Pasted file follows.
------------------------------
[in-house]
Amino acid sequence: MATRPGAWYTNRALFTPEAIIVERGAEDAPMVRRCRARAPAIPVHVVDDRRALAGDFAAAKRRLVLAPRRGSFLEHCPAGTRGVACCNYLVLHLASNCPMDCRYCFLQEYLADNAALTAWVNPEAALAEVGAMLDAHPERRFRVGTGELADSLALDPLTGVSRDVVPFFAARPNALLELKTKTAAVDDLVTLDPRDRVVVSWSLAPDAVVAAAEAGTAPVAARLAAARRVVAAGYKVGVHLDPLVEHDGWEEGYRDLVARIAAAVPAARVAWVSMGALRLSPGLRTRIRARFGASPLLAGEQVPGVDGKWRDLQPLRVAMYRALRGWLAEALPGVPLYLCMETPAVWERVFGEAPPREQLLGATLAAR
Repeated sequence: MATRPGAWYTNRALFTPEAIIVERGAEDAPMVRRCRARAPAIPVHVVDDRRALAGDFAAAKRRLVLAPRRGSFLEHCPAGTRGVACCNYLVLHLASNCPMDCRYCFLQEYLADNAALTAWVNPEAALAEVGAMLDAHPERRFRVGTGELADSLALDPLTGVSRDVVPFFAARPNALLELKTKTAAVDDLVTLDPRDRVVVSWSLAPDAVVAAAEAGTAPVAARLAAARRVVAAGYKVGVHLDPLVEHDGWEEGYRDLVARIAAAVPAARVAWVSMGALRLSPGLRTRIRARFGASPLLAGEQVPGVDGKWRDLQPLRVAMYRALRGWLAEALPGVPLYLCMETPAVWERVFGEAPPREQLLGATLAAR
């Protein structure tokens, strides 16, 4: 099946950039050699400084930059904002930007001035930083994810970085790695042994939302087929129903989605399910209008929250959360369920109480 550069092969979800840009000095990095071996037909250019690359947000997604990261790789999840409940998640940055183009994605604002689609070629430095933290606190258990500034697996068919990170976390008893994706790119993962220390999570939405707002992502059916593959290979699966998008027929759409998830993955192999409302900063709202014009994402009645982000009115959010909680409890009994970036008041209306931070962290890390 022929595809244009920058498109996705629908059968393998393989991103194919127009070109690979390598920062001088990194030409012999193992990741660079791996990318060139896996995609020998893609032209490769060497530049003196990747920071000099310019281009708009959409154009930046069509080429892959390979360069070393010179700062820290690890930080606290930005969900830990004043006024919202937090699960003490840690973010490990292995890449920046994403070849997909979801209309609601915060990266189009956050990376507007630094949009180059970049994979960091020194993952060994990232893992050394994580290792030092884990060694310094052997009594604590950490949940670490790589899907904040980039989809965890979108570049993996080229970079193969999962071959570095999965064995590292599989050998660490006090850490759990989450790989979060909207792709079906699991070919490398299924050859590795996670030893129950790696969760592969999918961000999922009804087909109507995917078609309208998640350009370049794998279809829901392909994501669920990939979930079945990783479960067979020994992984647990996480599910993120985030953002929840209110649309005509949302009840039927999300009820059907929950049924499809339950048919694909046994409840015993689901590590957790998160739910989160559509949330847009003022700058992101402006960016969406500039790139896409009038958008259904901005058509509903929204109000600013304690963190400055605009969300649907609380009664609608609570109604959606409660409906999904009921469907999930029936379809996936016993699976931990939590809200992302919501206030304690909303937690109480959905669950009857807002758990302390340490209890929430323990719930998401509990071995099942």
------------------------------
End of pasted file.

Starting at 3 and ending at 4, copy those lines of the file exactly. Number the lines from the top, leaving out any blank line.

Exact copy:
Repeated sequence: MATRPGAWYTNRALFTPEAIIVERGAEDAPMVRRCRARAPAIPVHVVDDRRALAGDFAAAKRRLVLAPRRGSFLEHCPAGTRGVACCNYLVLHLASNCPMDCRYCFLQEYLADNAALTAWVNPEAALAEVGAMLDAHPERRFRVGTGELADSLALDPLTGVSRDVVPFFAARPNALLELKTKTAAVDDLVTLDPRDRVVVSWSLAPDAVVAAAEAGTAPVAARLAAARRVVAAGYKVGVHLDPLVEHDGWEEGYRDLVARIAAAVPAARVAWVSMGALRLSPGLRTRIRARFGASPLLAGEQVPGVDGKWRDLQPLRVAMYRALRGWLAEALPGVPLYLCMETPAVWERVFGEAPPREQLLGATLAAR
């Protein structure tokens, strides 16, 4: 099946950039050699400084930059904002930007001035930083994810970085790695042994939302087929129903989605399910209008929250959360369920109480 550069092969979800840009000095990095071996037909250019690359947000997604990261790789999840409940998640940055183009994605604002689609070629430095933290606190258990500034697996068919990170976390008893994706790119993962220390999570939405707002992502059916593959290979699966998008027929759409998830993955192999409302900063709202014009994402009645982000009115959010909680409890009994970036008041209306931070962290890390 022929595809244009920058498109996705629908059968393998393989991103194919127009070109690979390598920062001088990194030409012999193992990741660079791996990318060139896996995609020998893609032209490769060497530049003196990747920071000099310019281009708009959409154009930046069509080429892959390979360069070393010179700062820290690890930080606290930005969900830990004043006024919202937090699960003490840690973010490990292995890449920046994403070849997909979801209309609601915060990266189009956050990376507007630094949009180059970049994979960091020194993952060994990232893992050394994580290792030092884990060694310094052997009594604590950490949940670490790589899907904040980039989809965890979108570049993996080229970079193969999962071959570095999965064995590292599989050998660490006090850490759990989450790989979060909207792709079906699991070919490398299924050859590795996670030893129950790696969760592969999918961000999922009804087909109507995917078609309208998640350009370049794998279809829901392909994501669920990939979930079945990783479960067979020994992984647990996480599910993120985030953002929840209110649309005509949302009840039927999300009820059907929950049924499809339950048919694909046994409840015993689901590590957790998160739910989160559509949330847009003022700058992101402006960016969406500039790139896409009038958008259904901005058509509903929204109000600013304690963190400055605009969300649907609380009664609608609570109604959606409660409906999904009921469907999930029936379809996936016993699976931990939590809200992302919501206030304690909303937690109480959905669950009857807002758990302390340490209890929430323990719930998401509990071995099942």